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Brexit and Three Rules of Politics

Jeff Myhre

Posted on November 28, 2018 10:29

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The British departure from the European Union illustrates three rules of politics that practitioners of the art of the possible must keep in mind.

The Conservative minority government of the UK is in the process of negotiating Brexit, the departure of the country from the European Union. It will make Britain what it once was – a largely irrelevant set of islands off the coast of Europe. For a political scientist, though, it offers a perfect illustration of three basic principles of the art of politics.

The first principle it illustrates is how relatively easy it is to put together a coalition of voters to oppose the status quo. Everyone hates something about how the world is. In the case of British membership in the UK, no one claimed the situation was perfect. The people who argued for staying in had to defend every flaw in the arrangement. The people who voted to leave in the referendum were able to point to the numerous flaws as proof membership was a bad thing.

There were conservatives (and Conservatives) who just didn't like all the bloody foreigners who are in the EU. Then, there are all the left-wing socialists (which isn't a dirty word in the UK) who view the EU as a club for capitalists. And of course, there are the people who are generally disappointed in how their lives are going, and when given a chance to burn things down, they take it. That was enough for Leave to win the referendum.

As the Brexiteers are learning, the second principle is that it is very hard to put together a coalition in favor of something. Prime Minister Theresa May has negotiated an arrangement with the EU on how things are going to go after the UK leaves on March 29, 2019. She may not have the votes to get it approved in the House of Commons. Dozens of members of her own party are on record as saying they are against it because it doesn't go far enough in separating the UK from the EU.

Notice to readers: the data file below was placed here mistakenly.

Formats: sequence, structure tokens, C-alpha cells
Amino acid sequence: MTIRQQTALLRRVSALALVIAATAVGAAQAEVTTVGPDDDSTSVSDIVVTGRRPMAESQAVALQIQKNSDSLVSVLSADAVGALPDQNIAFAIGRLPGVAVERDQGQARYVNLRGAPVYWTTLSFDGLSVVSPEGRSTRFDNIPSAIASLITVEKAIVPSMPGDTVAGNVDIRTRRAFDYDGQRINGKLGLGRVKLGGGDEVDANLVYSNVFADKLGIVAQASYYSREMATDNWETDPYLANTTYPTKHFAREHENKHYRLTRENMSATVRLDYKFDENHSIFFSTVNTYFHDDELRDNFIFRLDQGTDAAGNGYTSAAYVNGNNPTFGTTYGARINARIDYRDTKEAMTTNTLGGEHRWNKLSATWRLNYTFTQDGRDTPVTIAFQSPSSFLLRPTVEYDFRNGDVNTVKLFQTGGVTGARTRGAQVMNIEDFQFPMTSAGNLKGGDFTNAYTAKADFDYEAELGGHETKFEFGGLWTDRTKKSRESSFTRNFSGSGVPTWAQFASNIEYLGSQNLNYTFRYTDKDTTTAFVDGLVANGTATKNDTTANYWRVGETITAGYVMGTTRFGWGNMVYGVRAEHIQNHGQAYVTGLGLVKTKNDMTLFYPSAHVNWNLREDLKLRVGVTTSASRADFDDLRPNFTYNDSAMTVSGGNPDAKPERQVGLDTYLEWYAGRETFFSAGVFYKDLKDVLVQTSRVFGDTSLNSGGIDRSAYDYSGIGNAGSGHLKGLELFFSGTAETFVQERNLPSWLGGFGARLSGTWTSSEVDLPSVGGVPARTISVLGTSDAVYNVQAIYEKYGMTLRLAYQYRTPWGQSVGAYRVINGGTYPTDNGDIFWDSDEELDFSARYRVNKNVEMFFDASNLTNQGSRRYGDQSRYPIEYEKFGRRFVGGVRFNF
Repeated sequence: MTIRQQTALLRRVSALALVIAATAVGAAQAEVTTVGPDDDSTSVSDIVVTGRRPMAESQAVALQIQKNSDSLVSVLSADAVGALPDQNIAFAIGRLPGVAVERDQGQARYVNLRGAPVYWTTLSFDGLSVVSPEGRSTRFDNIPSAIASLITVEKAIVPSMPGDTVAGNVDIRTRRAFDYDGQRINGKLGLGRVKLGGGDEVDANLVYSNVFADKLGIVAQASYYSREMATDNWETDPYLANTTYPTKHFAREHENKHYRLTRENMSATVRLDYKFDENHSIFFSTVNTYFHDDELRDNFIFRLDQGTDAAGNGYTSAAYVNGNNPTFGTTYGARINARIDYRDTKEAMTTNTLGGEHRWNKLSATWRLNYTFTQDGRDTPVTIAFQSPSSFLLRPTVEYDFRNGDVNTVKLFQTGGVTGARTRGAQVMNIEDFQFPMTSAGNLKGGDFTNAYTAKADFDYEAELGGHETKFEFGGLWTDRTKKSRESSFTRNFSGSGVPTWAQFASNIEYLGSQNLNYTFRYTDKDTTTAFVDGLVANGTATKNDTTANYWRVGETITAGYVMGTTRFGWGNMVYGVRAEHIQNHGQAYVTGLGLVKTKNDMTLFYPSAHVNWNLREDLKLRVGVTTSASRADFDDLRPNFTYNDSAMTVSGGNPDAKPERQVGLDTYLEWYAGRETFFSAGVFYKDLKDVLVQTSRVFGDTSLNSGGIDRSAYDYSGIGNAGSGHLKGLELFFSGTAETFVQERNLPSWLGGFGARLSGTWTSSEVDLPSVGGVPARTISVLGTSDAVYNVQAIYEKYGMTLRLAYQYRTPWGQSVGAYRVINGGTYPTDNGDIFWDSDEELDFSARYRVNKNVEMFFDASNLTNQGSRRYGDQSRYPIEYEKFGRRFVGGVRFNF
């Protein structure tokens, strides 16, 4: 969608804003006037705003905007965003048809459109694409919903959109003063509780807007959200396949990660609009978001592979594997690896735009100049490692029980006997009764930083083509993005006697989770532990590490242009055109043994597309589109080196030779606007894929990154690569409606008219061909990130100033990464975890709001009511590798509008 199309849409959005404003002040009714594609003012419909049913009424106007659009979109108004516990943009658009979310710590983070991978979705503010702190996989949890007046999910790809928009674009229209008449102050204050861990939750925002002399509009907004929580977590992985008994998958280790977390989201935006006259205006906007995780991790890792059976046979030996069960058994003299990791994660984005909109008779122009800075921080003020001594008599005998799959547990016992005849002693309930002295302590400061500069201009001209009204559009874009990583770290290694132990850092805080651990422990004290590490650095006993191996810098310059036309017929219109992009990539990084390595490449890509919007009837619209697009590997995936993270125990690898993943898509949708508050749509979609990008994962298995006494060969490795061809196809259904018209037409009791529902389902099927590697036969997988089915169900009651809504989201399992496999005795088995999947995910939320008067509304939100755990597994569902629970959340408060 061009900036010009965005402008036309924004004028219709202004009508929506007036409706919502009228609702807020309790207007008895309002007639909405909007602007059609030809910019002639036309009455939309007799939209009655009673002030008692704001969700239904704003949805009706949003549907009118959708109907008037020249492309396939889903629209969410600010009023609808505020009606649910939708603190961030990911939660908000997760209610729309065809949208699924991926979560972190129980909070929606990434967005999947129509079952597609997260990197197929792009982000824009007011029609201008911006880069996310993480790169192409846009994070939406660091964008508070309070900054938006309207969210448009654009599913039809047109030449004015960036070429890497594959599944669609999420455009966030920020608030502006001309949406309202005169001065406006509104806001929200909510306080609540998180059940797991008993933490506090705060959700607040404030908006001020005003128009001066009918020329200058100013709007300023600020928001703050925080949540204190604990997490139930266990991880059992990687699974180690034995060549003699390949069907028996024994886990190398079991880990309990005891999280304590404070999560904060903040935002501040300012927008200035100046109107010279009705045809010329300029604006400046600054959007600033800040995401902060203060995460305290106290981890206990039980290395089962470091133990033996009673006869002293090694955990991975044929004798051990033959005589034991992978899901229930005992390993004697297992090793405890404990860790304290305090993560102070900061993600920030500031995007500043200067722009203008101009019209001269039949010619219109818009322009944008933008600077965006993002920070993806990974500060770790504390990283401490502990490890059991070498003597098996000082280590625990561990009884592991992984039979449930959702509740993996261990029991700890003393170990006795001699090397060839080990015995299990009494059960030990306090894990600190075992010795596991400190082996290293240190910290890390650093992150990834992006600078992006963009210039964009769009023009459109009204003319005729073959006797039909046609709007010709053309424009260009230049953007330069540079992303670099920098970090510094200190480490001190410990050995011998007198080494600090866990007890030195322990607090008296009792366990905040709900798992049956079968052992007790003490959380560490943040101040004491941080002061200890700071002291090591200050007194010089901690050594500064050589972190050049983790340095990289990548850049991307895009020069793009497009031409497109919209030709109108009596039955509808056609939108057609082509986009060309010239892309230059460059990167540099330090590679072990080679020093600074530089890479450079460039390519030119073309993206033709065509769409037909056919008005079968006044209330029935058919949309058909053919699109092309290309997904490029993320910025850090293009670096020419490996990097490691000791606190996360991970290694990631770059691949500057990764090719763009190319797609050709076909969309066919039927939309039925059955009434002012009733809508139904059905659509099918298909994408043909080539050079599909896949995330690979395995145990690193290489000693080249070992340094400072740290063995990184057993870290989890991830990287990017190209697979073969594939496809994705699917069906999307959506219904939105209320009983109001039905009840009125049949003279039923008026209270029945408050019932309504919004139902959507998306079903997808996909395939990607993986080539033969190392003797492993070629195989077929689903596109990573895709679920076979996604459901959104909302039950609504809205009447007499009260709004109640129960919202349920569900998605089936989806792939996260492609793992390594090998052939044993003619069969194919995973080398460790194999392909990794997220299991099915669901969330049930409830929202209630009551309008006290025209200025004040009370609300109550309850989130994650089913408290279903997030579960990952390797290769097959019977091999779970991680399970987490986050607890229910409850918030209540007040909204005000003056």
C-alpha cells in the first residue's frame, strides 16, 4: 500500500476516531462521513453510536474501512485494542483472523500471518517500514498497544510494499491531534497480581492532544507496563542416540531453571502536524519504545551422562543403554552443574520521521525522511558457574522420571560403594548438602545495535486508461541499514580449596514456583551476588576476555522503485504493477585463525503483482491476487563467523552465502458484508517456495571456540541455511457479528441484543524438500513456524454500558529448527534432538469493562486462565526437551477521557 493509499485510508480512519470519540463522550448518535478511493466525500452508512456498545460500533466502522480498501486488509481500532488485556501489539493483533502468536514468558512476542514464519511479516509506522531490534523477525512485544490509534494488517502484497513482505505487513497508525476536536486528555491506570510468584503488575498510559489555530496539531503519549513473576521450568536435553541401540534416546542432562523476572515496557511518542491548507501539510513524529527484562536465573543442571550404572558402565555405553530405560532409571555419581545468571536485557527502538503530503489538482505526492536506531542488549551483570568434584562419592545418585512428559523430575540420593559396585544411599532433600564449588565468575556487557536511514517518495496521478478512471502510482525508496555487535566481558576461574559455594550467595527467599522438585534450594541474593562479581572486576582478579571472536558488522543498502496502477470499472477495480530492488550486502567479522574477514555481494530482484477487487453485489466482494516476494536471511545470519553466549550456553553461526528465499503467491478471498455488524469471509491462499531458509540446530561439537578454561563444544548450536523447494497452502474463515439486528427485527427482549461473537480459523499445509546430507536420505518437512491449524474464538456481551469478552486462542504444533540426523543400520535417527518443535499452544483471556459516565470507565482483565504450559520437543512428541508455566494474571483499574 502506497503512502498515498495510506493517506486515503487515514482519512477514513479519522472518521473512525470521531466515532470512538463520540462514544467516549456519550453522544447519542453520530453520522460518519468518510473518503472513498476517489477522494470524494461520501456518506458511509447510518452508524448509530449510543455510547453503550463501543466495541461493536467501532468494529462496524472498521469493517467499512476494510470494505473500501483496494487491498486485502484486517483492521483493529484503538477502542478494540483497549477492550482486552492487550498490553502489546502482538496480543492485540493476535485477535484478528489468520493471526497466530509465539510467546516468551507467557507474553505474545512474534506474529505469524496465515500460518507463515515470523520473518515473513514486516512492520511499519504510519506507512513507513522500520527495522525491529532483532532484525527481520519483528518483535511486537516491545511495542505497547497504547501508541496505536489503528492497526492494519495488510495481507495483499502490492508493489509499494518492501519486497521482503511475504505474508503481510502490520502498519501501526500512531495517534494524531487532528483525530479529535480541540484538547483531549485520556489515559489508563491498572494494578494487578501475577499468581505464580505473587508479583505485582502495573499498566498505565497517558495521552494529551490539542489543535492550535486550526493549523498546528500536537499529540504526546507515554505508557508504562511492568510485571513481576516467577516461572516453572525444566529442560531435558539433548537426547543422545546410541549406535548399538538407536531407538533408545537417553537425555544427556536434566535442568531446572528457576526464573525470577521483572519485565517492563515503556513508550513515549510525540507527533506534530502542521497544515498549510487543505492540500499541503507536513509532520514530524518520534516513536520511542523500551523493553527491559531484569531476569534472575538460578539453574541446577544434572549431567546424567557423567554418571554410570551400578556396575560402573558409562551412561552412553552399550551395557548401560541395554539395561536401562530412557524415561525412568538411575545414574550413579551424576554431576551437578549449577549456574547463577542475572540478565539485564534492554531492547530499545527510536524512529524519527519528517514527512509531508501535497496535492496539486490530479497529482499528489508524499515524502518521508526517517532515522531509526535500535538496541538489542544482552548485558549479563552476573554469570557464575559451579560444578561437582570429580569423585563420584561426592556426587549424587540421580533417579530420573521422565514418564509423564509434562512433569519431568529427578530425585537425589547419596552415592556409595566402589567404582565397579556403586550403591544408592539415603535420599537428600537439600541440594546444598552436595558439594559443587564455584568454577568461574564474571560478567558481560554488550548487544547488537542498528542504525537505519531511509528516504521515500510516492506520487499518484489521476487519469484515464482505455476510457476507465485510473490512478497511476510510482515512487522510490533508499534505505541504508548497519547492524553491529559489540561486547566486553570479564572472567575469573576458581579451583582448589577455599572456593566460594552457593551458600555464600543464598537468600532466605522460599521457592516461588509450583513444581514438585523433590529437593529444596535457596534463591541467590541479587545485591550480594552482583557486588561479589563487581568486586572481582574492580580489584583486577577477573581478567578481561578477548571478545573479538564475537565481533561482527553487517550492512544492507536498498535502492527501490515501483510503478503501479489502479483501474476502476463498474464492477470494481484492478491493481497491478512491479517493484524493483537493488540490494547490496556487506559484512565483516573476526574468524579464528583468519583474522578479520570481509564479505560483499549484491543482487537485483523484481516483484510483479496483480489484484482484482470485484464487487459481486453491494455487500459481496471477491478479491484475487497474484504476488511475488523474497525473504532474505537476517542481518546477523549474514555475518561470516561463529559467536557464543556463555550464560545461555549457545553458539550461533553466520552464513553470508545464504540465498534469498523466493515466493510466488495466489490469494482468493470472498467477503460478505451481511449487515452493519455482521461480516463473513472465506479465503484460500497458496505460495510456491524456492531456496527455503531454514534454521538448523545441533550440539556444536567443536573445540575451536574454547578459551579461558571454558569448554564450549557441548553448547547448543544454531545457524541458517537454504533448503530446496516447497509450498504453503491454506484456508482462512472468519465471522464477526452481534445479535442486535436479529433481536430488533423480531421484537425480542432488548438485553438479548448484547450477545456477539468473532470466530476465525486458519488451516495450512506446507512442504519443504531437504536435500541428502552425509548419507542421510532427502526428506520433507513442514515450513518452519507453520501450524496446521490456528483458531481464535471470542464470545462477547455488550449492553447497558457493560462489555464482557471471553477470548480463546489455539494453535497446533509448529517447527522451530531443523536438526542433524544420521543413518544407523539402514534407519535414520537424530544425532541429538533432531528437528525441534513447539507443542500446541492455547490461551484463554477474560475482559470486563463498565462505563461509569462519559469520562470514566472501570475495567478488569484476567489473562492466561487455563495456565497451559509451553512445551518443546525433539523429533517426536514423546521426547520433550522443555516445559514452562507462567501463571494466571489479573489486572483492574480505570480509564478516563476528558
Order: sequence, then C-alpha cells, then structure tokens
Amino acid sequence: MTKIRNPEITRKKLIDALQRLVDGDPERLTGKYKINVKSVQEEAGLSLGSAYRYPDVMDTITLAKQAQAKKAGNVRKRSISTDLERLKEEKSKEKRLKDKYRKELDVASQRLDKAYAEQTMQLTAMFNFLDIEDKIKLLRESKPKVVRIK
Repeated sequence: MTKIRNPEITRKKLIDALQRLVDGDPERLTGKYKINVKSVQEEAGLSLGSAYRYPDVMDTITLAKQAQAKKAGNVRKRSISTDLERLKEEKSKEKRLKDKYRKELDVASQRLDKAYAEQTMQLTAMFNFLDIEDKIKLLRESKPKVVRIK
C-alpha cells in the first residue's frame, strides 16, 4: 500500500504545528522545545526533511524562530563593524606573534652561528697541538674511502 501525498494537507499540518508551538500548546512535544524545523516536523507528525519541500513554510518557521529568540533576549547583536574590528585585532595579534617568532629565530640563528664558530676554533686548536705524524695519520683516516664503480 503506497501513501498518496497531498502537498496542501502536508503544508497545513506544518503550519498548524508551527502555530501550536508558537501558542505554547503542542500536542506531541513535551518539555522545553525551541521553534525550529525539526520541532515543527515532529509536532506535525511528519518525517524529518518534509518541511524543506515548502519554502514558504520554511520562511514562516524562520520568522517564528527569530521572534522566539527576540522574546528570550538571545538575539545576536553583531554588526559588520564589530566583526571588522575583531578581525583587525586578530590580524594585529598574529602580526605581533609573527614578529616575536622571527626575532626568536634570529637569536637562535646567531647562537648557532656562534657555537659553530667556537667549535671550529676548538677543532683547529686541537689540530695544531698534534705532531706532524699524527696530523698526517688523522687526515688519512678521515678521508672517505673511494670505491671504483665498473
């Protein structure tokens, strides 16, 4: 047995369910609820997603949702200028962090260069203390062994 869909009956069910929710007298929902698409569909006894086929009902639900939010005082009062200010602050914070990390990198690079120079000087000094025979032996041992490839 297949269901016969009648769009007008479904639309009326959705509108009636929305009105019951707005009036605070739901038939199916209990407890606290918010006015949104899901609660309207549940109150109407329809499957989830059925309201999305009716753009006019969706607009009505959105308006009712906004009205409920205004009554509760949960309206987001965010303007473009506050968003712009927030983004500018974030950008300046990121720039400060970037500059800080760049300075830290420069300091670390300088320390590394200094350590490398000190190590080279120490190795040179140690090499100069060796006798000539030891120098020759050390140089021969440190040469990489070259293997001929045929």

In addition, the opposition parties are against it. The Scottish National Party represents a constituency that voted to Remain in the UK. The Liberal Democrats are the most pro-European party in the country. Labour may well decide that it can force an election and become the governing party if it votes against the deal.

The third rule is you can't beat somebody with nobody. Theresa May is a prime minister who doesn't have a majority in the House and who cannot get her most important piece of legislation through. She should be voted out of office under virtually any other scenario. But who would want to be PM now? Who would want to renegotiate the deal when the EU has said this is the only deal on the table and who would preside over a British economy in a tailspin stemming from leaving the EU without any deal at all on post-Brexit relations? Absent a challenger, Ms. May can be PM no matter how bad things get.

Jeff Myhre

Posted on November 28, 2018 10:29

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Source: CS Monitor
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Ineligible to vote in the June 23 Brexit referendum, the 3 million Europeans living in the United Kingdom could stand to...

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